The only thing keeping facebook going is that its achieved critical mass. I can see Google one day knocking out Facebook easily, since everyone now has gmail and eventually Facebook will need to move from "stupid, 3rd party, spyware apps" to real apps such as Calendars, maps, and such -- and google already has these features.

    Zuckerberg should have sold for $750 million or whatever was offered.
    • Not for me. (Score:3, Insightful)

      by maillemaker (924053)

      I think I was one of the last people on the planet to sign up for Facebook.

      I figured, "I already keep in touch with everyone I want to keep in touch with". Oh, BTW, I've been out of college for 20 years.

      But then I signed up. And you know what? There are lots of people I have lost track of over the years that I found on Facebook. It's fun to see their pictures, see how they have aged, and see their families. It's fun to read what amounts to peoples' diaries and see what is going on in their lives.

      It's a

  • Friends List (Score:4, Informative)

    by Aladrin (926209) on Thursday December 10, 2009 @10:35AM (#30388484)

    Your friends list can be hidden from strangers, it's just not in the privacy settings.

    You have to go to your profile page, then click the pencil icon in the upper right corner of the friends box. Uncheck 'show my friends in my profile'.

    It will still show your friends to your other friends, though.

  • by phillipao (951639) on Thursday December 10, 2009 @10:36AM (#30388498)
    so you can't hide your city anymore...carmen sandiego is FUCKED
  • So what? (Score:3, Insightful)

    by Carik (205890) on Thursday December 10, 2009 @10:41AM (#30388570)

    I use facebook. When someone who isn't one of my friends looks at my profile, they see:
    1) My name. Why else would they be looking at my profile?
    2) My user photo. This isn't actually me, so I don't care. I didn't want my face up there, so I didn't put a picture of myself in.
    3) My website -- actually just my flickr page, since I don't care if people find it. It's not like it has any more information about me.
    4) My education and work listings. Again.. I left those up on the grounds that it would make it easier for people to find me, and I don't care if people see them.

    So... where's the risk in those? No one can see my current address, because I don't see a need for it. If someone wants to know where I live, they can ask me. If someone wants to know my IM name, they can ask. It's not hard... they can still send me a message, even without declaring themselves my friend. Sure, if I'd filled out every piece of information and it was being shared, I'd be upset. But really... you don't have to fill any of it out that you don't want to, and anything you fill out on a site like FB should be considered to be public anyway.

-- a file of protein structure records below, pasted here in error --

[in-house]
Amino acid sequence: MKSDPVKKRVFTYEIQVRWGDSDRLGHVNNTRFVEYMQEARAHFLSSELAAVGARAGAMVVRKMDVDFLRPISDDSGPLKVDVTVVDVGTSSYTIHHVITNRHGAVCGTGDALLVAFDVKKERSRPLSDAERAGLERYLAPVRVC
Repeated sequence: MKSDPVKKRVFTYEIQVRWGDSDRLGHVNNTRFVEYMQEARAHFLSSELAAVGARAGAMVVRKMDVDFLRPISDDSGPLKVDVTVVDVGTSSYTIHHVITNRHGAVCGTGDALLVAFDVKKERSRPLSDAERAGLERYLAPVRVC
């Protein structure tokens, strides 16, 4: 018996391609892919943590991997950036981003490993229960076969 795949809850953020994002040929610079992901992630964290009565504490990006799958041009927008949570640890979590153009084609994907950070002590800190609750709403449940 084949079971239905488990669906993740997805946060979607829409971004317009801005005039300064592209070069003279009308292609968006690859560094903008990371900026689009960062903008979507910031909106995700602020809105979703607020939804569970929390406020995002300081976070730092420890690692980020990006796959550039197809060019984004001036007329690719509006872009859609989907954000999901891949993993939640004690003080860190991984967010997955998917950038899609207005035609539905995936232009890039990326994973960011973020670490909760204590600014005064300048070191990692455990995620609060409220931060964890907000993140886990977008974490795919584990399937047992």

• Re:So what? (Score:4, Insightful)

      by js_sebastian (946118) on Thursday December 10, 2009 @12:23PM (#30390522)

      I use facebook. When someone who isn't one of my friends looks at my profile, they see: 1) My name. Why else would they be looking at my profile? 2) My user photo. This isn't actually me, so I don't care. I didn't want my face up there, so I didn't put a picture of myself in. 3) My website -- actually just my flickr page, since I don't care if people find it. It's not like it has any more information about me. 4) My education and work listings. Again.. I left those up on the grounds that it would make it easier for people to find me, and I don't care if people see them.

      Now they also see the list of all your FB friends. That's something I would consider private.

  • by TejWC (758299) on Thursday December 10, 2009 @10:42AM (#30388586)

    There is a stupid loophole that still exists where one of your friends can use an app which can access just about any kind of information about you and give it to a 3rd party without you knowing about it. Even if you make a customized setting where certain friends don't get to know certain kinds of information about you, a Facebook app could bypass your own setting and get that information ignoring your "friends" privacy settings.